New Providence Borough Council Continues to Market Liquor Consumption License; Officials Expect to Meet Property Tax Cap
Tuesday, January 29, 2013 • 12:30pm
NEW PROVIDENCE, NJ – Borough officials fully expected to accept bids next month on the first of four liquor consumption licenses, but economic conditions may foil that effort.
Speaking at the Borough Council’s Jan. 28 meeting, Mayor J. Brooke Hern said there were no qualified bidders at this time, although several up-scale area restaurants had initially expressed interest.
“It’s an issue of timing,” the mayor said. He added that existing market conditions and the availability of suitable properties did not coincide with peak marketing needs.
However, Hern insisted there was still a lot to be optimistic about. “We will end up with what we envisioned,” he added.
The lack of available properties would seem to suggest that most, if not all, intended bidders were from out-of-town.
Many local observes believed that a prime candidate for a license was the Murray Hill Inn, but that firm notified the borough late last year that it would not pursue a license due to current business plans.
In other council news, it’s that time of the year when property taxes take center stage. Council President Michael Gennaro, who is also the chairman of the finance committee, said that property evaluations were projected to decrease by $10 to $12 million.
“Almost every commercial property in town has appealed,” he said, referring to commercial tax appeals.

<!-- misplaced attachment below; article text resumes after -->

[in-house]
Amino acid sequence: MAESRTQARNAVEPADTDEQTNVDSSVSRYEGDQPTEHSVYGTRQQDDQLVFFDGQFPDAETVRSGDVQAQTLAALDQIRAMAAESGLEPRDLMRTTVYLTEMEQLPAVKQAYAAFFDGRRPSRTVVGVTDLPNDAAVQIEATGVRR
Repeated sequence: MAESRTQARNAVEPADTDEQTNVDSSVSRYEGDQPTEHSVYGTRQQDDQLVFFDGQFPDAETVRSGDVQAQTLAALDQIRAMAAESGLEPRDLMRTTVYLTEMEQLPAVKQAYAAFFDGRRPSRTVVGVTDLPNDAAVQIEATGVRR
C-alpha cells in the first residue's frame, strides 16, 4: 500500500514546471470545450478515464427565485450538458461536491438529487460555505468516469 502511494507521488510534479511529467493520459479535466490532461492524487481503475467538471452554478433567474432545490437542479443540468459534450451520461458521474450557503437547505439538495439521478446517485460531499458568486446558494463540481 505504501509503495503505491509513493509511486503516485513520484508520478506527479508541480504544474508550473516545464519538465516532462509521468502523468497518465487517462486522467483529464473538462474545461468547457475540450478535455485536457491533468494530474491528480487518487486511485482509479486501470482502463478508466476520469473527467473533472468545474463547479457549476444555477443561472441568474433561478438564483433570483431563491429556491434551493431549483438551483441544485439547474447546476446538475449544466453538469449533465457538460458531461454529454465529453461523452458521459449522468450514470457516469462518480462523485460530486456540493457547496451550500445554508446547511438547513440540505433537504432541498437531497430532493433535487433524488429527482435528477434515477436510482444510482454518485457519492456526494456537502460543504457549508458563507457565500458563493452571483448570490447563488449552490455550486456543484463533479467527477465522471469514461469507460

Borough Administrator Doug Marvin said that figure represented less than one percent of the borough’s assessed evaluations of about $1.3 billion.
“There is good news on the horizon,” Marvin said, referring to current and future projects that will increase assessments.
Looking to the 2013 budget, Marvin said, “I’m confident we will be within the 2 percent budget cap.”
Hurricane Sandy certainly left its mark on the borough but fallen trees offer a possible revenue infusion.
Councilman Dr. Bob Robinson said that felled trees have resulted in about 30,000 cubic feet of mulch which the borough plans to sell at $10 a cubic foot.
“That could bring the borough as much as $30,000,” he added.
Robinson and Councilman Robert Munoz have assumed the responsibilities for the Department of Public Works since the retirement of former Councilman James Cucco.
Both councilmen cited the need for a new $300,000 sewer jet truck to clean sanitation lines and the replacement of a 15 year-old street sweeper at a cost of $250,000.
Gennaro said that after the borough’s last snow event, he noted lots of borough sidewalks that were still snow and ice covered.
Rather than a breach of local ordinances, Gennaro was more concerned with numerous legal ramifications and liability for accidents.
Councilman Armand Galluccio, who is also a member of the Planning Board, said that an application to construct a 7-11 convenience store on South Street would be heard on March 5.
Councilman Alan Lesnewich reported that plans on renovations to Hillview Field were on schedule with a completion date in advance of summer use.
Councilman Gary Kapner said that the first weekend of the Refurnish the Shore furniture drive proved to be a success. More than 200 items, including kitchen tables, chairs, dressers, beds, lamps and other items had been collected to help Hurricane Sandy victims at the shore.
The drive will continue this Saturday, Feb. 2 from 9 a.m. to 4 p.m. Residents wishing to contribute items can deliver them to 560 Central Ave. near the side of the old A & P store.